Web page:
Now there is a word for one who acts in this way. That word is ‘priest’. And this entire section of this letter is devoted explaining the priesthood of Jesus Christ.
But this letter is addressed to Hebrew Christians; they were followers of Jesus Christ who had come from a Jewish background. And Judaism has plenty of priests, thankyou very much. Ever since the days of Moses and Aaron, we’ve had tabernacles and temples, altars and sacrifices, priests and high priests. What’s so special about the priesthood of Jesus?
“I’m glad you asked,” replies our writer. And in vv11-28 he sets out a series of striking contrasts between the Levitical priesthood and the priesthood of Jesus Christ.
Priesthood of Jesus
|Many priests – ‘There have been many of those priests’, v23||One priest|
|Based on heredity – ‘Levitical priesthood’, v11||Based on merit – ‘not on the basis of a regulation as to his ancestry but on the basis of the power of an indestructible life’, v16|
|Sinful – ‘offered sacrifices first for their own sins,’ v27||Sinless – ‘holy, blameless, pure, set apart from sinners’ v26|
|Sacrifices were repeated – ‘day after day,’ v27||‘He sacrificed once for all,’ v27|
|Offered animals||‘He offered himself,’ v27|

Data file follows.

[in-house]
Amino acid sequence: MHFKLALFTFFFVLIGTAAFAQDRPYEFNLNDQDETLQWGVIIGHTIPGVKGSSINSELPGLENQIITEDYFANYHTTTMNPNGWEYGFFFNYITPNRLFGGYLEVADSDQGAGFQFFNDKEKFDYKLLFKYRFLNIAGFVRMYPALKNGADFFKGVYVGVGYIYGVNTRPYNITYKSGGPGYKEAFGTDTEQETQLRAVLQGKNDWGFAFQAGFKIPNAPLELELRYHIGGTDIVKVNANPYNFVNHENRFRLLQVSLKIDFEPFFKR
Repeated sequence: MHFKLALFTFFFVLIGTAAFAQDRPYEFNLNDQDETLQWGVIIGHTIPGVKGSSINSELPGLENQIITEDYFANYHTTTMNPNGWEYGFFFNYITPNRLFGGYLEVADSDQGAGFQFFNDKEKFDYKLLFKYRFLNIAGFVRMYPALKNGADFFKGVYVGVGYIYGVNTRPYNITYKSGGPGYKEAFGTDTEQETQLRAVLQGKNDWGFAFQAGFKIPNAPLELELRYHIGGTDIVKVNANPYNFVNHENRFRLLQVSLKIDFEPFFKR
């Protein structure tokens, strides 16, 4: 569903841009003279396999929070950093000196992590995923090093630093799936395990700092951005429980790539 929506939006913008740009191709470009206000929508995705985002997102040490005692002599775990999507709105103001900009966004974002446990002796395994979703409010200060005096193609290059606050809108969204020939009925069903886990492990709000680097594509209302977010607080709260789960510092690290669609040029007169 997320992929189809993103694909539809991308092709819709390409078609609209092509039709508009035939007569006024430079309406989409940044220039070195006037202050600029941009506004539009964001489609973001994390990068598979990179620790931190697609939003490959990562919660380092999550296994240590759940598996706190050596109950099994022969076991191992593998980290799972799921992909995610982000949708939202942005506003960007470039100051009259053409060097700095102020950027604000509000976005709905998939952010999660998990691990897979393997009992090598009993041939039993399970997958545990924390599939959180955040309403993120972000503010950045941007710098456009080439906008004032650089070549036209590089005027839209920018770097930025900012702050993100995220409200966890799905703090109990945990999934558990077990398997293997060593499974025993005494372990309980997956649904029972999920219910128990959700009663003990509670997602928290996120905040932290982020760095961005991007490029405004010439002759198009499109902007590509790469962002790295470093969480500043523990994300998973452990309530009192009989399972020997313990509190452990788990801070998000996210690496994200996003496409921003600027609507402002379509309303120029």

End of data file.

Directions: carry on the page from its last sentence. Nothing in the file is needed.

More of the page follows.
|Inadequate – ‘Weak and useless,’ v18||Effective – ‘he is able to save completely…he meets our need,’ v25f|
|Temporary – ‘Death prevented them from continuing in office,’ v23||Permanent – ‘A priest for ever’, v17; ‘Jesus lives for ever,’ v24|
|Not confirmed with an oath – ‘Others became priests without any oath’, v20||Confirmed with a solemn oath – ‘The Lord has sworn and will not change his mind’, v20|
|Belonged to the old covenant||Inaugurates the new covenant – ‘Jesus has become the guarantee of a better covenant,’ v22|
|Set aside – ‘The former regulation is set aside’, v18||Introduced – ‘A better hope is introduced’, v19|
What we have with Jesus, then, is not simply an improvement on the old Levitical priesthood. We have, rather, an entirely different order of priesthood.
And yet it was by no means an after-thought on God’s part. It was not as if the Lord had said, “Well, the old priesthood isn’t working too well. Let’s try something different and see if that’s any better.” No: the model for this entirely different order of priesthood was there all along. And that’s where Melchizedek comes in.
Verses 1-10 take us back to the book of Genesis, ch 14. This records how, after Abraham had won a battle, Melchizedek came out and met him. His name, we are told, means ‘king of righteousness.’ He was king of Salem, and that means ‘peace’. Scripture ignores his family credentials: there is no mention either of his ancestors or his successors. What is more, in blessing Abraham and receiving tithes from him he showed himself to be greater than Abraham and therefore greater than all of Abraham’s descendents – including Aaron and the Levitical priests. So right there, in the very first book of the Bible, centuries before the time of Moses and Aaron, we find a model for a different and greater order of priesthood.